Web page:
Microsoft’s latest “Insider” Windows 10 preview Build 14316, includes the Windows Subsystem for Linux along with a flurry of other new features.The addition of a Linux command-line to Windows was announced at Microsoft’s Build conference last week. The feature is aimed at developers, allowing them to use Linux utilities without having to run up a virtual machine or log into a remote system.Installing the Subsystem for Linux is a matter of first enabling Developer Mode, par of the Update and Security settings, and then selecting Linux from the Windows Features dialog. Once it is enabled, you can open a command prompt, type bash, and be prompted to install “Ubuntu on Windows”. The subsystem is then downloaded from the Windows Store.
1. rm -rf CommandThe rm -rf command is one of the fastest way to delete a folder and its contents. But a little typo or ignorance may result into unrecoverable system damage. The some of options used with rm command are. rm command in Linux is used to delete files. rm -r command deletes the folder recursively, even the empty folder. rm -f command removes ‘Read only File’ without asking. rm -rf / : Force deletion of everything in root directory. rm -rf * : Force deletion of everything in current directory/working directory. rm -rf . : Force deletion of current folder and sub folders.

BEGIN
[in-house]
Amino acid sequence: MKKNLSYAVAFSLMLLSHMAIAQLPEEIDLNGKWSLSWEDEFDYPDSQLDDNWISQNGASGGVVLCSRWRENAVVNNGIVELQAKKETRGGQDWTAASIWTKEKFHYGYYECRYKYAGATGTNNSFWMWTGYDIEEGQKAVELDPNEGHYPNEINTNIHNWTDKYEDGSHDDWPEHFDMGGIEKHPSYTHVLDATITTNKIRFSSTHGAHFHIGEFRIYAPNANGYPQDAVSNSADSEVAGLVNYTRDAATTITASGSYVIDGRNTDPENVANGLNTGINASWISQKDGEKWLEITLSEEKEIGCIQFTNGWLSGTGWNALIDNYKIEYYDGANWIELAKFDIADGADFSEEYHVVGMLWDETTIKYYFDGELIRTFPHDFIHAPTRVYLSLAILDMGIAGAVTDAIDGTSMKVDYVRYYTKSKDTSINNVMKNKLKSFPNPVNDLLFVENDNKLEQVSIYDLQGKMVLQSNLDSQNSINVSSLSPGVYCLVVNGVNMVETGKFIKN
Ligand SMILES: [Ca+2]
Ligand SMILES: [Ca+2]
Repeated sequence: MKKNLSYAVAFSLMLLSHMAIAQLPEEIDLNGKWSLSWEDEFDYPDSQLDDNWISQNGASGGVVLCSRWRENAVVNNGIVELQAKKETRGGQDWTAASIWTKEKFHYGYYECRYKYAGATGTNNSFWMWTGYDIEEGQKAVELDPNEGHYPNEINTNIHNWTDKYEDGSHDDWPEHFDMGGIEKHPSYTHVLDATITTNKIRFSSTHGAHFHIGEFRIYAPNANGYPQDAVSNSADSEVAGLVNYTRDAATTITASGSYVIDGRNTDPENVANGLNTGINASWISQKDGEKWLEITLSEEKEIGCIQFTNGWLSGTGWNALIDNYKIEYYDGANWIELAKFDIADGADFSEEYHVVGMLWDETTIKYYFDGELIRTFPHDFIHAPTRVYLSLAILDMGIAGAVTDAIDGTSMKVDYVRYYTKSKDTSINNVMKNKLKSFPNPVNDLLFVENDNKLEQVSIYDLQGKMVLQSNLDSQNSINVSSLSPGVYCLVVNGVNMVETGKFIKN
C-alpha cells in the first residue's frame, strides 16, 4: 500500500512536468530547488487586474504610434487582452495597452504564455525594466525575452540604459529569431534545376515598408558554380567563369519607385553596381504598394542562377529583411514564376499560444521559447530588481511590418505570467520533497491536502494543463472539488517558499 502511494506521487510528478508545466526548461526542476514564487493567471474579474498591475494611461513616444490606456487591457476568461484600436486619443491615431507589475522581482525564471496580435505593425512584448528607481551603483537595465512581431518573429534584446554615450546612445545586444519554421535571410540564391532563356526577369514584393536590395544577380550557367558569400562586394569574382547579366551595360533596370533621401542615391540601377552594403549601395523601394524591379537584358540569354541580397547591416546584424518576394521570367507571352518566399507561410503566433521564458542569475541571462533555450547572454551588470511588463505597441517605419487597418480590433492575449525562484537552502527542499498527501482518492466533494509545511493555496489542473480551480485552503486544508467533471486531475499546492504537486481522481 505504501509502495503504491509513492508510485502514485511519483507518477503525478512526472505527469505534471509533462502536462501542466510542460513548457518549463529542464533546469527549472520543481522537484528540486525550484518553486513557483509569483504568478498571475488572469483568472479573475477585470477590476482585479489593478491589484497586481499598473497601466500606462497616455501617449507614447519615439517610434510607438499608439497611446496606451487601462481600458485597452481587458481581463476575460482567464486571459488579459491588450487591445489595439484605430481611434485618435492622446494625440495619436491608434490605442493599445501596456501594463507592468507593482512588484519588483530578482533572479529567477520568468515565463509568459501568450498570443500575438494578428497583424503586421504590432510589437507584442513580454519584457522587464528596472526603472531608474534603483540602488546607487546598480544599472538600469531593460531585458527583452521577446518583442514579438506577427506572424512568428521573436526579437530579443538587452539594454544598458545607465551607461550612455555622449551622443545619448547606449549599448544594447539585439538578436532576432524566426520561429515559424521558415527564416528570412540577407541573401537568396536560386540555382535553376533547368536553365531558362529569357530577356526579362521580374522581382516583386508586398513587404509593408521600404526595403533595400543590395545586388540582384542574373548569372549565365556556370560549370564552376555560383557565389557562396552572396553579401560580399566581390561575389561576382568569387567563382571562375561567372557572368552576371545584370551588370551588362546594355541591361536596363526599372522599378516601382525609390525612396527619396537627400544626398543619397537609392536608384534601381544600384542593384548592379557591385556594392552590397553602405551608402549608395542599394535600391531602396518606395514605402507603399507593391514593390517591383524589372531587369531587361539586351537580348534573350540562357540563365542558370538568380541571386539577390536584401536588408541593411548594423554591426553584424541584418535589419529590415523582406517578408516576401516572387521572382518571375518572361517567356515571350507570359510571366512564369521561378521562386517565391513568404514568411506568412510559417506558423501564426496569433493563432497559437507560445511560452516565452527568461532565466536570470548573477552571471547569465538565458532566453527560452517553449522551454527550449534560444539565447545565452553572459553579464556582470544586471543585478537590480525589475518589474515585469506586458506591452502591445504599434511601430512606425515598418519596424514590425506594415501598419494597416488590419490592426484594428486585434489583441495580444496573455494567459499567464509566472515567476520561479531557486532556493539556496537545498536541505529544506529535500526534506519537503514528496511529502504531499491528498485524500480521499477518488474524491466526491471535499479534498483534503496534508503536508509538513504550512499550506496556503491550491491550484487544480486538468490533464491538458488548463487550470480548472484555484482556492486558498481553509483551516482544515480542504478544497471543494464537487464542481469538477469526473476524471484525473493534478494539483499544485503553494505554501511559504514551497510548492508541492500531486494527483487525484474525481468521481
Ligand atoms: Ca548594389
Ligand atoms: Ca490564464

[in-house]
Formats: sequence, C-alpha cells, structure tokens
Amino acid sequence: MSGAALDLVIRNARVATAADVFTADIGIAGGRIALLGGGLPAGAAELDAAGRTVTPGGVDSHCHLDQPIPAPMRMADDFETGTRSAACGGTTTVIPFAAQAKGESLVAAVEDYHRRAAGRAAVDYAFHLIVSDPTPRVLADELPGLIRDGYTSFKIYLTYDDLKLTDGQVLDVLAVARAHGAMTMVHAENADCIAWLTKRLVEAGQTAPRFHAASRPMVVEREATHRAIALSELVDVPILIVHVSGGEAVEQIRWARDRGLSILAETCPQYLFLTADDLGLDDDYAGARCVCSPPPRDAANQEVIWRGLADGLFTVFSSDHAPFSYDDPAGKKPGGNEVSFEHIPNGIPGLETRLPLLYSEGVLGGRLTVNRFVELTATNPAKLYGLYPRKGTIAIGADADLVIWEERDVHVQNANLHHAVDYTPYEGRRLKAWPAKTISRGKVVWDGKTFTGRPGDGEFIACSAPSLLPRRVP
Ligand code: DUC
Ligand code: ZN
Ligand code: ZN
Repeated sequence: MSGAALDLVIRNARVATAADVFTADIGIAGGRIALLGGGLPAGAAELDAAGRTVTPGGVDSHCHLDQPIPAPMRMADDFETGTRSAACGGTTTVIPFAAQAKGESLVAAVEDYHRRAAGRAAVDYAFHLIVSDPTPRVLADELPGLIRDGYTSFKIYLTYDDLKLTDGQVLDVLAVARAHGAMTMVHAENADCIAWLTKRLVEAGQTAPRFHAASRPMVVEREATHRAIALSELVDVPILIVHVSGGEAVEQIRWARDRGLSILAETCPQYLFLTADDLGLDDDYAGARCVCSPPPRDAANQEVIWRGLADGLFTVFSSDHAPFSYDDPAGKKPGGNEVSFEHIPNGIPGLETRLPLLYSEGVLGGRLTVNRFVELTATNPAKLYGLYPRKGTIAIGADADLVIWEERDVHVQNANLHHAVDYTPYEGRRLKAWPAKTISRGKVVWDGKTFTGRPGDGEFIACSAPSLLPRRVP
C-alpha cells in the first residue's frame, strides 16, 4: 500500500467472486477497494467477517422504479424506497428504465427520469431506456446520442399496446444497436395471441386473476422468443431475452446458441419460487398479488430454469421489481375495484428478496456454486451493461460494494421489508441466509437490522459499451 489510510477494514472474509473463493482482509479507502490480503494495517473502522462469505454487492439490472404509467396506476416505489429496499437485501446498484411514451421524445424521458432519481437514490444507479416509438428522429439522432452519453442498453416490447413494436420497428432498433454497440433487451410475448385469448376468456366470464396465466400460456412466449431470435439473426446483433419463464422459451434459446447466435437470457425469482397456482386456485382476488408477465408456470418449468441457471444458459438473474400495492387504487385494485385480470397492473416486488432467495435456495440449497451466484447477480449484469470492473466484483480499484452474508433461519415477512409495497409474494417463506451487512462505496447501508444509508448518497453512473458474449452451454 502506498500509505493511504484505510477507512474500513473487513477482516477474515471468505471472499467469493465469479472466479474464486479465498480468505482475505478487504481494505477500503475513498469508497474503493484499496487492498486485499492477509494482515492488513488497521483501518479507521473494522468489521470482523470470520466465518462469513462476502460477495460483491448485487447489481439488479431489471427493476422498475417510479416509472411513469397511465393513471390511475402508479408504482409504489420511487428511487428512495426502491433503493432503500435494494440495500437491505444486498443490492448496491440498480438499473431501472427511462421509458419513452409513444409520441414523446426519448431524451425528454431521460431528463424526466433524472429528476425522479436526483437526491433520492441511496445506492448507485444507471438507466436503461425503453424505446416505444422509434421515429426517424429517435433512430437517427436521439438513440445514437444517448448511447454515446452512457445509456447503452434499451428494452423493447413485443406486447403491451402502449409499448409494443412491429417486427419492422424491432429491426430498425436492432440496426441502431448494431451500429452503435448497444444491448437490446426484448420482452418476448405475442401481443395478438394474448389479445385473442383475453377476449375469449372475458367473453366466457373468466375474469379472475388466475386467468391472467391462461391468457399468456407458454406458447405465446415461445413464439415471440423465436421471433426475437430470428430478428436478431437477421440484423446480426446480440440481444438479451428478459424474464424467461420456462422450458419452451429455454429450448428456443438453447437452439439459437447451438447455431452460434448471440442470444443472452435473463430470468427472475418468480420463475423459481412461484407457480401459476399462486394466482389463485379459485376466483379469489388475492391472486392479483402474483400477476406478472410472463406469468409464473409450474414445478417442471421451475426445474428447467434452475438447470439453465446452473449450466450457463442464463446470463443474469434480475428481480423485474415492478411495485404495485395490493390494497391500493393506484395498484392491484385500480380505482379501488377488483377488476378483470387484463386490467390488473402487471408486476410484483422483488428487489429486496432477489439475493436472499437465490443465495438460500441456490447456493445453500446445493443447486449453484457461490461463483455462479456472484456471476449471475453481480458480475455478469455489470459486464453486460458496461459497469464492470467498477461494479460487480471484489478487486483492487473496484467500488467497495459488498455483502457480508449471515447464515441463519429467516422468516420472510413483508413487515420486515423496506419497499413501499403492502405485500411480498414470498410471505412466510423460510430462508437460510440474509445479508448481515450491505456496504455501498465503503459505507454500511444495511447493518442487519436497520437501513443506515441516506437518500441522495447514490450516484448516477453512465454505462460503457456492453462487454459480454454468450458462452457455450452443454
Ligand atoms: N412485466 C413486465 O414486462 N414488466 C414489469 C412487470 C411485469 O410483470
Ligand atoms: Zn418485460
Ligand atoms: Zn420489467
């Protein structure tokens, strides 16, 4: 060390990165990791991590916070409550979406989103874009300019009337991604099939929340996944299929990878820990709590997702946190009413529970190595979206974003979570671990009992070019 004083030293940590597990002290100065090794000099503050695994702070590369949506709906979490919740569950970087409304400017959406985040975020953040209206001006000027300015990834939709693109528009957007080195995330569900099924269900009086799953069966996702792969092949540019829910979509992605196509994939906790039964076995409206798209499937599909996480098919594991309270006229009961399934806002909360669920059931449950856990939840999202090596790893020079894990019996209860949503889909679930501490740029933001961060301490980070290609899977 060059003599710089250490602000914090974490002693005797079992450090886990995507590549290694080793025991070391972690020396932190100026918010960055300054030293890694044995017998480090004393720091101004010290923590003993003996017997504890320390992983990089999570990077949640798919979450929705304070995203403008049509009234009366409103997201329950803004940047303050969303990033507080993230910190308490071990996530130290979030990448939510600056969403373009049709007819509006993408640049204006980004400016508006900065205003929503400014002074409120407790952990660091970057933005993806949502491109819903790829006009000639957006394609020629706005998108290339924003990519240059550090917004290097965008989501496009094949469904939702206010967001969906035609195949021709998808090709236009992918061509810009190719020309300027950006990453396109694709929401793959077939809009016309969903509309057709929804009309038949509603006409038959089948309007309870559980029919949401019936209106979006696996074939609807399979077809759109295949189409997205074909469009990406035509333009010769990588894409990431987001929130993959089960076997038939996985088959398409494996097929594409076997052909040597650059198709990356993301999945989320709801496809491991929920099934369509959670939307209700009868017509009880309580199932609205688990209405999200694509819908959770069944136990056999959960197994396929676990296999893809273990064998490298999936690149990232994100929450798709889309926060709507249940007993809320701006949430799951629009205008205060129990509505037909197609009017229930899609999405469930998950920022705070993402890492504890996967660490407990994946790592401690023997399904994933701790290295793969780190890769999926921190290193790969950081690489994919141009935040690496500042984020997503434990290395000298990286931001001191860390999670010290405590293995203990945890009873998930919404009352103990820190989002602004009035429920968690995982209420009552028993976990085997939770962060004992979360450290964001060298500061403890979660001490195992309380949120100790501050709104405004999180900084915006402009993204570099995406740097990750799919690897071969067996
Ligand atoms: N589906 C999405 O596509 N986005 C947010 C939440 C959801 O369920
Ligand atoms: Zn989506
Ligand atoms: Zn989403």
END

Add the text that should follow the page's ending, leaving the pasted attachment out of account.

If Apple was finally feeling like it had a solid win after getting paid $548 million in patent damages by Samsung—well, now it shouldn’t be so sure.The Supreme Court said today that it will consider what kind of damages should be warranted when a design patent is found to be infringed as the court takes up the blockbuster Apple v. Samsung case.After a 13-day trial in 2012, a jury held that Samsung’s phones infringed Apple utility and design patents. Apple was originally granted $1.05 billion, but that number was slashed down on appeal. Samsung paid $548 million late last year, but the company didn’t give up its right to one last appeal. A Supreme Court win could result in Samsung getting much of that money back.
The FBI has come to a sudden and surprising all-stop in its legal war with Apple.Rather than compel the Cupertino giant to help it unlock an iPhone belonging to one of the San Bernardino killers, the Feds say they may be able to break into the handset without the company’s assistance after all.In a filing [PDF] submitted late Monday in a central California federal court, the Feds asked for a crunch hearing due to take place on Tuesday be vacated and proceedings be suspended at least until next month. The court has granted the request.The FBI will use that time to test an alternate method for unlocking the iPhone that will not involve, as it had originally sought, Apple building a specially crafted version of the iOS firmware.